Tech Tuesday: How do TV services work?


techtvwikicommons
Photo by Dimitri Rodriguez |

Photo Illustration | Cable and satellite television providers are beginning to lose market share as streaming services improve in quality while decreasing in price. Some 21 percent of all Americans are expected to cut the cord this year.


As video streaming services gain more popularity, people are switching away from traditional cable TV subscriptions, with more than 20 percent of American households “cutting the cord” last year.

Services such as Netflix and Hulu are enjoying increased revenue shares from this “cord cutting” movement, gaining an additional 30 percent in revenue. About 21 percent of all American households are expected to have cut the cord by the end of this year, according to Fortune.

Television services can be obtained from three general sources: cable, satellite and online streaming. The oldest of these is cable television, followed by satellite and, most recently, streaming.

Originally, only four television companies existed, each sending out their own frequencies to be received by antennas in the area. However, only antennas that were not obstructed could receive the signal, so those living in valleys or other remote areas could not receive a signal, according to howstuffworks.com.

This led people in Pennsylvania, Arkansas and Oregon to create their own reception enhancement solutions in 1948. They put antennas on hills or other high points and ran cables down to their houses, according to the site.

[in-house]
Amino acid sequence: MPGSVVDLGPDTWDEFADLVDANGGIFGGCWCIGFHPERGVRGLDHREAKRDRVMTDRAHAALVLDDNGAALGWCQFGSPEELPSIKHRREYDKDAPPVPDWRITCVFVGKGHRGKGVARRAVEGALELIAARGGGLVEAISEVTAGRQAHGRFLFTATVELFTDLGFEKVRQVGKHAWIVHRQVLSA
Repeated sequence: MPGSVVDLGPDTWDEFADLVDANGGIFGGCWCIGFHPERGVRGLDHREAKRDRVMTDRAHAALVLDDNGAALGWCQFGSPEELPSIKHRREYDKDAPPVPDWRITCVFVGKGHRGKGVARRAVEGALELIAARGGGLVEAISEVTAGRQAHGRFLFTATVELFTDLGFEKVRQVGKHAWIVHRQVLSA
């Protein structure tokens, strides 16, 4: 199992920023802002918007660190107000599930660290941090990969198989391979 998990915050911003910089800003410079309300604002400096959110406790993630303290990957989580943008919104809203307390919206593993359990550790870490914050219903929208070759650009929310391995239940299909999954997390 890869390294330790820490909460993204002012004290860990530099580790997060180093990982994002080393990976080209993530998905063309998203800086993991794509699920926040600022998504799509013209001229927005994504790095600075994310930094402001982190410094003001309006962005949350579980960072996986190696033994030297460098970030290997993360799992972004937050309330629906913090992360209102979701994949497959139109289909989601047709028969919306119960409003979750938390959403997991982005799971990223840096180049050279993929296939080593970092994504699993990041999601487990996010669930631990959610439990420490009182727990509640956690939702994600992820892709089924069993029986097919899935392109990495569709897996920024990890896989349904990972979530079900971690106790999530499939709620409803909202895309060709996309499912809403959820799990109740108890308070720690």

People came together and created “community antennas,” sharing the signal with each other. By 1952, 70 of these “cable” systems were working to serve 14,000 people across the country, according to the website for the California Cable and Telecommunications Association.

A few years later, people who operated these antennas began to focus on getting more distant signals, enabling programs to reach farther outside of their local areas.

As cable systems began to spread, television manufacturers added a switch to let people control which channel frequencies they received. The switch allowed users to access a wider variety of channels, according to How Stuff Works.

The dishes that received television signal changed over time to accept a wider variety of channels. Alongside this, the cable itself that brings programming to the television advanced to improve quality, according to the site.

In the 1970s, fiber-optic cables were developed. They are made of glass and could effectively transmit signals over a long distance without losing much quality. They could also serve hundreds of homes at once, so programs could be more targeted if needed, according to the site.

Eventually, in the 1980s, digital technology was developed to allow multiple channels to be transmitted in a smaller bandwidth range. This meant customers could receive almost 1,000 channels compared to the 91 they would have with a regular antenna, according to the site.